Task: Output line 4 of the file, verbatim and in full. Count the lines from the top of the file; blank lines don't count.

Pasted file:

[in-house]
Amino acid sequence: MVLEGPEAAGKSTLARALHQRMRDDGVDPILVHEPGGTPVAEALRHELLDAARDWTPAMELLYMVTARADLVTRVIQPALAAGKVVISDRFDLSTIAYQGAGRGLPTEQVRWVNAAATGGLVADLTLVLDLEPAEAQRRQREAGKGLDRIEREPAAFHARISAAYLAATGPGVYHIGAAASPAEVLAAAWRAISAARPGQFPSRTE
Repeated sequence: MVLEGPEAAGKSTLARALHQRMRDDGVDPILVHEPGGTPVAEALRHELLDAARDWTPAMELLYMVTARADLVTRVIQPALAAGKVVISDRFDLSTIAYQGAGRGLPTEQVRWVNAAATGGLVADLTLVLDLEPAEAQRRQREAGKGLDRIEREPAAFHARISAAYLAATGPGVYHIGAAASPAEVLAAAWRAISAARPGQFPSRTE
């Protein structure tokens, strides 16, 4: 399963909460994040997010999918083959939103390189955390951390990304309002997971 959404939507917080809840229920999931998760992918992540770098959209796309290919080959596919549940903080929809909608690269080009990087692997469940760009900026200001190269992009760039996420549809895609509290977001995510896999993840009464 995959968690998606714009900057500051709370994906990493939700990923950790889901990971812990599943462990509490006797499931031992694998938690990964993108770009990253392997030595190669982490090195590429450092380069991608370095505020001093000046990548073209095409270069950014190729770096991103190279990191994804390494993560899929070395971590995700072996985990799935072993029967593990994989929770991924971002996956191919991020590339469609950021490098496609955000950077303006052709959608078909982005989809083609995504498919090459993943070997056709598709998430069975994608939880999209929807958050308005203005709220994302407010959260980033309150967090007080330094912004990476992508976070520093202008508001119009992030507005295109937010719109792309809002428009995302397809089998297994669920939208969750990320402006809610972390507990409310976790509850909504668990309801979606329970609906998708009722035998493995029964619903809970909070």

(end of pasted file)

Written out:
């Protein structure tokens, strides 16, 4: 399963909460994040997010999918083959939103390189955390951390990304309002997971 959404939507917080809840229920999931998760992918992540770098959209796309290919080959596919549940903080929809909608690269080009990087692997469940760009900026200001190269992009760039996420549809895609509290977001995510896999993840009464 995959968690998606714009900057500051709370994906990493939700990923950790889901990971812990599943462990509490006797499931031992694998938690990964993108770009990253392997030595190669982490090195590429450092380069991608370095505020001093000046990548073209095409270069950014190729770096991103190279990191994804390494993560899929070395971590995700072996985990799935072993029967593990994989929770991924971002996956191919991020590339469609950021490098496609955000950077303006052709959608078909982005989809083609995504498919090459993943070997056709598709998430069975994608939880999209929807958050308005203005709220994302407010959260980033309150967090007080330094912004990476992508976070520093202008508001119009992030507005295109937010719109792309809002428009995302397809089998297994669920939208969750990320402006809610972390507990409310976790509850909504668990309801979606329970609906998708009722035998493995029964619903809970909070």